If you’re feeling some anxiety or struggle about goals for the New Year, here’s my advice for relieving that pressure: fail fast and avoid the drama. Just avoid making goals altogether. Seriously, you say?
I remember my parents’ generation making New Year’s resolutions, but they rarely stuck to them for a full year. Today, I believe that’s why making resolutions is less trendy because people realize how hard they are to keep.
The concept of stretch goals for personal and professional growth can be inspiring and hopeful, but the reality is that they’re very difficult because it requires us to do something different, to break old habits, and adopt new behaviors. Reprogramming our brain is counter to human nature, which likes to follow the old paths.
Creating goals requires some measure of worthy sacrifice. [Tweet this quote]
Think of a time in your life when you made a worthy sacrifice. The arrival of a new baby in a family is a great example. Babies inconvenience everyone around them, and yet couples quickly make drastic changes in their mindset and behaviors. This type of sacrifice is obviously a willing investment with a valuable payoff!
Just thinking of the word sacrifice can be painful, but if the goal is strong enough, then it’s worth it.
Ironically for worthy goals, giving up an old mindset or behavior can actually lighten the load mentally, emotionally, and physically! And it’s an authentic and inspiring example in leading others, too.
The Elevator Isn’t Working
Years after my mom’s passing, she is still a legendary schoolteacher and leadership example in the community where I grew up. One of her students made her a sign that hung on a wall in her class and ultimately in our home. It said* –
“The elevator to success is not working. You’ll have to take the stairs.” [Tweet this quote]
That sign made a great point, and seeing it often sealed in my mind the principle that success is usually a series of steps that require diligent, hard work for any profession. Michael Jordan would shoot baskets for hours. Pro golfers typically hit hundreds of balls a day. Business owners and senior leaders typically work long hours to cover all their responsibilities. In all of these examples, the sacrifice was ultimately worth the cost because these leaders passionately believed in their goals.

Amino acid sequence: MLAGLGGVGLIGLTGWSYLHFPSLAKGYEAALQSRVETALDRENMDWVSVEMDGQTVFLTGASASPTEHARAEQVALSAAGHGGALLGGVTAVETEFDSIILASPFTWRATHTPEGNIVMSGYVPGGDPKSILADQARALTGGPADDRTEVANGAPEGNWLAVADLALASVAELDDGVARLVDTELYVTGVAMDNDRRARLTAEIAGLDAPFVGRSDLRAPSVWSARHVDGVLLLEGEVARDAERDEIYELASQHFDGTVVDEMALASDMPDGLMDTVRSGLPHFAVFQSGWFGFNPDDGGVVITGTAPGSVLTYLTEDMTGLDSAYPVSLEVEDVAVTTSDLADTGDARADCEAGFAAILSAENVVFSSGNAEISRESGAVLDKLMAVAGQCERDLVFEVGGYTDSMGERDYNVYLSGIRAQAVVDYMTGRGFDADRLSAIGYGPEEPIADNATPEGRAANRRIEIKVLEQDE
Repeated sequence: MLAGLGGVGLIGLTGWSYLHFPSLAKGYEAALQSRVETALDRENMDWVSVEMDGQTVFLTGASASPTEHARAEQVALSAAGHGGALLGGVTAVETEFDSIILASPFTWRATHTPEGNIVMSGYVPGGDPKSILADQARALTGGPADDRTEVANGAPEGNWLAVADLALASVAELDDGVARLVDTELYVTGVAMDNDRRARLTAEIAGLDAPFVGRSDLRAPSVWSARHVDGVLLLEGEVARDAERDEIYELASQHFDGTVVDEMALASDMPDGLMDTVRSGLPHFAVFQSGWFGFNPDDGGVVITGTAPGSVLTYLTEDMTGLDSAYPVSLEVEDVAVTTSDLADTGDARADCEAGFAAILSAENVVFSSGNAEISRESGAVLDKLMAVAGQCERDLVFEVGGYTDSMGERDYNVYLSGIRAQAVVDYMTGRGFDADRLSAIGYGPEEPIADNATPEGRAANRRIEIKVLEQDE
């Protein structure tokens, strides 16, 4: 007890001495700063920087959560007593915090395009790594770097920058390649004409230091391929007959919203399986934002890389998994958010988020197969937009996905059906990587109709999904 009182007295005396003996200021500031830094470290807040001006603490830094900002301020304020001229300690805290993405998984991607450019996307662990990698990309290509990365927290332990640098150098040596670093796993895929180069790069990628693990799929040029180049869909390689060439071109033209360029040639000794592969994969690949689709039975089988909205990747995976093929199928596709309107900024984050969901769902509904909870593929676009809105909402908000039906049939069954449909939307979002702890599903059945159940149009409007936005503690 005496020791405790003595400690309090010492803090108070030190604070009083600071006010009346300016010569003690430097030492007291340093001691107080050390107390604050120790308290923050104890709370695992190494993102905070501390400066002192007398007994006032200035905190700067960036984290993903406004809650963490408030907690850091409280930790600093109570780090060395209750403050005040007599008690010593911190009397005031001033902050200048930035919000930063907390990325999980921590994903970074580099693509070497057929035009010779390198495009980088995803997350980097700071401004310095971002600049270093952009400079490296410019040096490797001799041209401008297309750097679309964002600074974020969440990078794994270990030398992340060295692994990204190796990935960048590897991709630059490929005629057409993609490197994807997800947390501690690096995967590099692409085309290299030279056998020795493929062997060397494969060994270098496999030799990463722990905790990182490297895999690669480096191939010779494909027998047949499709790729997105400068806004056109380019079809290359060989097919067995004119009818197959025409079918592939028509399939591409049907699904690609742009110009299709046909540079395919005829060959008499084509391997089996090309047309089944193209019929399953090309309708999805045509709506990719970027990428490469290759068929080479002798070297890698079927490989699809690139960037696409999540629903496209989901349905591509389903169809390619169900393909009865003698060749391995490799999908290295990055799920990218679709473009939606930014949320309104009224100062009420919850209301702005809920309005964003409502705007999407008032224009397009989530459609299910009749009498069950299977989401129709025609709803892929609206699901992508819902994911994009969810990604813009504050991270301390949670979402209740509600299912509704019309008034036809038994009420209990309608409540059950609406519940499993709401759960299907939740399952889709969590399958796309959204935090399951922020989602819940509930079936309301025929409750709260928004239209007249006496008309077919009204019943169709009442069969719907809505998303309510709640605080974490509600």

As I related in Leading with Honor, our senior POW leaders sacrificed regularly in order to set a high standard of resistance to the enemy for the rest of us. We all had to sacrifice to achieve our goal statement to “Return with Honor.” The sacrificial cost was worth the goal in this life-and-death example, and it still dramatically affects my personal and professional life today.
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3 Helpful Goal-Setting Tips
Here are three tips that will help us achieve our goals this year –
- Remember how you have sacrificed in the past and the reward that came from your suffering.
When you have eaten nothing in a Vietnam POW camp but a bowl of thin soup and a piece of bread or cup of rice twice a day for weeks, months, years, you know you can eat almost anything and survive well on a lot less than the typical American diet. What seemed like sacrifice became the accepted way of life because it was the only way to achieve our goals. You also have examples where you’ve paid the price—reflect on them.
- Use determination and discipline to overcome your fears.
When you sacrifice (and even suffer) to achieve an important goal, it’s fear that you have to combat. As a writer, I have to fight off the “fear of failure” voices in my head telling me “this is no good” and “who would read this?” We must fight back, knowing that once we kick fear out of the way, we’ll find that sacrifice helps us reach beyond ourselves and find success. Lean into the pain of your doubts and fears and do what’s needed to achieve your worthy goal.
- Make your goal public and enlist a support team to encourage you along the way.
The wisdom of the ages is that you should never fight alone. In the POW camps, we would risk our lives to reach out to isolated teammates. Victory is usually a team effort and especially when you’re fighting discouragement.
Who will encourage and support you when things get tough, and help you stay the course?
My Sacrificial Goal for 2016
One of my goals for this year is to finish a new book. I’ve been thinking about how I’ll alter my schedule to write more; how I’ll have to say no to some good things I want to do; how I’ll have to stay focused and just sit down at the computer and write. To stay accountable, I’ll give you public updates each quarter on my progress. It’s a worthy goal, and thankfully I have a great team to help me.
So what’s your decision? Are you willing to sacrifice this year to grow, change, achieve, and reach a higher level? Please respond and make your commitment public right here.
FREE OFFER! Aligning you and your team with a set of common values is essential for achieving your goals. Download a free copy of the Honor Code, and share with your team!
*The source of this quote is usually attributed to salesman, Joe Girard.